Research Article: The Jaw Adductor Resultant and Estimated Bite Force in Primates

Date Published: July 24, 2011

Publisher: Hindawi Publishing Corporation

Author(s): Jonathan M. G. Perry, Adam Hartstone-Rose, Rachel L. Logan.

http://doi.org/10.1155/2011/929848

Abstract

We reconstructed the jaw adductor resultant in 34 primate species using new data on muscle physiological cross-sectional area (PCSA) and data on skull landmarks. Based on predictions by Greaves, the resultant should (1) cross the jaw at 30% of its length, (2) lie directly posterior to the last molar, and (3) incline more anteriorly in primates that need not resist large anteriorly-directed forces. We found that the resultant lies significantly posterior to its predicted location, is significantly posterior to the last molar, and is significantly more anteriorly inclined in folivores than in frugivores. Perhaps primates emphasize avoiding temporomandibular joint distraction and/or wide gapes at the expense of bite force. Our exploration of trends in the data revealed that estimated bite force varies with body mass (but not diet) and is significantly greater in strepsirrhines than in anthropoids. This might be related to greater contribution from the balancing-side jaw adductors in anthropoids.

Partial Text

Knowing the magnitude and orientation of the force produced by a muscle is critical to understanding muscle function. These variables can be used to better understand the properties of foods and how they relate to food-processing anatomy and behavior. They can also be used to provide more informed inferences about feeding behavior in fossils. The magnitude of muscle force can be estimated from the physiological cross-sectional area (PCSA) of the muscle. Orientation can be estimated from the positions of the muscle attachments. In a complex system where several muscles work together to perform a single action, knowing the vector of each muscle is critical to understanding function and adaptation in the system as a whole. The jaw adductors comprise such a system and the forces might be used as signals for dietary adaptation.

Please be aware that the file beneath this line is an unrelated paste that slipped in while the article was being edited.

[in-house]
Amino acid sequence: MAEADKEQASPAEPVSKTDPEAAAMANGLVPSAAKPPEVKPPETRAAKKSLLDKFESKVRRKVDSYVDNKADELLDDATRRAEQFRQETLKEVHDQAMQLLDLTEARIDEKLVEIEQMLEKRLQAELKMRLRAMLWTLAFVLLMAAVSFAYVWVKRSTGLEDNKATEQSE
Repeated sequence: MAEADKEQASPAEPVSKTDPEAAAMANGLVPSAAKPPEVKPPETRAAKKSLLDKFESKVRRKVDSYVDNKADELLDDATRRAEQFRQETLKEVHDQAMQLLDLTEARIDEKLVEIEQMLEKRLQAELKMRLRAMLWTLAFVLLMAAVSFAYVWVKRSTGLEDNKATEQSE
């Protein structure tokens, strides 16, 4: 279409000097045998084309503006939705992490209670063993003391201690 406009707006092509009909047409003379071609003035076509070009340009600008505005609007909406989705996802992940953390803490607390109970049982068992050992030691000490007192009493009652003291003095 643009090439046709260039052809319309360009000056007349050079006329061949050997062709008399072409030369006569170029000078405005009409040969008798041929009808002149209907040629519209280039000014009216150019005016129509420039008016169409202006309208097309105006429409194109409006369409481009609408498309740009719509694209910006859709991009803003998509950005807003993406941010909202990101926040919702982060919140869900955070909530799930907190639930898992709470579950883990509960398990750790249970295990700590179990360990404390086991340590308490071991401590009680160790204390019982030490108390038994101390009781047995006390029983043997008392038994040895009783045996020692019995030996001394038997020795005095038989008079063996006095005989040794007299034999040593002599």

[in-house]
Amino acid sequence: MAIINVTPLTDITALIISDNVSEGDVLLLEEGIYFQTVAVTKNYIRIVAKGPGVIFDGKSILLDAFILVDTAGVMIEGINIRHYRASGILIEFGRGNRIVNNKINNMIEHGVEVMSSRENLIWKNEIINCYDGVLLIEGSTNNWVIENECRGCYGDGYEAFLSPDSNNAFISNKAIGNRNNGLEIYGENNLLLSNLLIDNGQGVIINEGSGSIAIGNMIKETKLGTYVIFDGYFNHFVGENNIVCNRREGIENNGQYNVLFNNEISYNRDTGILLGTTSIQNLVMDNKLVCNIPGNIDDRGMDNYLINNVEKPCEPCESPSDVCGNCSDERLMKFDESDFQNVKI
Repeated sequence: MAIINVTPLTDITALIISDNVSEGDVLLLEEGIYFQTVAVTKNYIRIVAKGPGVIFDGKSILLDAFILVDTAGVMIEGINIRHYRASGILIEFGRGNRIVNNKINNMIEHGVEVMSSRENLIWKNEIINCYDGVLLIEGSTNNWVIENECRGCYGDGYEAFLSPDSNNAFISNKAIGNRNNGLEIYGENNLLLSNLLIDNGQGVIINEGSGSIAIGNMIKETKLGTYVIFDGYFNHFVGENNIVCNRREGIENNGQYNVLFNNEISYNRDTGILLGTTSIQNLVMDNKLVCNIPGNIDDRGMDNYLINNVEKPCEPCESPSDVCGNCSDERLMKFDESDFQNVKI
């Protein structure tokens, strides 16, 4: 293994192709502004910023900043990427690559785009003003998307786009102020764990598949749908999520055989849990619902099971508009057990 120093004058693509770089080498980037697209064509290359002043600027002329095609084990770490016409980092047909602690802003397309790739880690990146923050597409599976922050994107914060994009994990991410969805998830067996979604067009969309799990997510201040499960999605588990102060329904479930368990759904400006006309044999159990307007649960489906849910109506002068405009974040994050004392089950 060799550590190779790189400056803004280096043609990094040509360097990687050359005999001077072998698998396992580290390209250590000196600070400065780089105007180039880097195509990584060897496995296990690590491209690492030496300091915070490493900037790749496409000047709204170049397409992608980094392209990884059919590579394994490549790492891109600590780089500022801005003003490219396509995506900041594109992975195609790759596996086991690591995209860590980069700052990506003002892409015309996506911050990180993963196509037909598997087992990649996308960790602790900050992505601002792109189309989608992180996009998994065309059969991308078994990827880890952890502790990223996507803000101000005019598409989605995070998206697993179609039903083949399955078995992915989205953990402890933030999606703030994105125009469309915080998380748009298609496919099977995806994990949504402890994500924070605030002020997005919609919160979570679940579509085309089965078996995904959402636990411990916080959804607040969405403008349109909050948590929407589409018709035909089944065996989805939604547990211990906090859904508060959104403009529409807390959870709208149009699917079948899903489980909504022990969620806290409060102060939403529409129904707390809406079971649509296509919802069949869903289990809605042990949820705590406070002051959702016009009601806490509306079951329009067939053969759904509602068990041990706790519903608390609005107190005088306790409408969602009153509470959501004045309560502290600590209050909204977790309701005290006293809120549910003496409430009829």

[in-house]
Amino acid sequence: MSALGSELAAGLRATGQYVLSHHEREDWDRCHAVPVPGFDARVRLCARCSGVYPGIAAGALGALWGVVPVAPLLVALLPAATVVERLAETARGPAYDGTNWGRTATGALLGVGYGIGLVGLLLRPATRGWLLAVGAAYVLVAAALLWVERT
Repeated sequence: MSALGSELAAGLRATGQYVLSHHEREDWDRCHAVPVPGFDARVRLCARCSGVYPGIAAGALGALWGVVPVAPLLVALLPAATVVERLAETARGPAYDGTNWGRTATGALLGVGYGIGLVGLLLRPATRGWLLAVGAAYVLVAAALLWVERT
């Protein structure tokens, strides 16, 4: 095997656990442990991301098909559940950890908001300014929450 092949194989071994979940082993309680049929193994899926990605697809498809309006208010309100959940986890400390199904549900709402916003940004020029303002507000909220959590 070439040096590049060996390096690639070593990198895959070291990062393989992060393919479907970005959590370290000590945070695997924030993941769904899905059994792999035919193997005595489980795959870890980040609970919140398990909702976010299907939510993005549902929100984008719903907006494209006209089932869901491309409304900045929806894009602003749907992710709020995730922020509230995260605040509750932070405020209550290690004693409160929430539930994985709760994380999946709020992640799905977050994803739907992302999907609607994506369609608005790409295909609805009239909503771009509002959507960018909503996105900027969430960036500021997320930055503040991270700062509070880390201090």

We used published data on jaw adductor PCSA for all taxa. These data come from two sources: one for the strepsirrhines and tarsiers [30, 32, 33] and one for the anthropoids [31]. Other data on primate chewing muscle PCSA have been collected by others using slightly different methods [34–36]. We have not used those data here because they pertain mostly to large catarrhines which are mainly absent from our current sample.

The primary goal of this study was to test three predictions regarding the jaw adductor resultant in primates. We also analyzed the variation in resultant orientation in the context of diet. Our secondary goal was to make a preliminary examination of the scaling of estimated bite force, using data on PCSA and skull shape. We also analyzed estimated bite force in the context of diet and major taxonomic group. In the following sections, we discuss the degree to which our observations did or did not conform to the three predictions. Then, we discuss variation in estimated bite force.

Our data on primates suggest that the resultant vector of the jaw adductors passes significantly posterior to the 30% point, the location where average bite force across the teeth is maximized. Furthermore, the most posterior molar is located well anterior to that 30% point. These observations suggest that bite force is reduced in primates relative to the previously hypothesized optimum, perhaps as an extra precaution against TMJ tension and/or to allow for increased gape.

 

Source:

http://doi.org/10.1155/2011/929848

 

Leave a Reply

Your email address will not be published.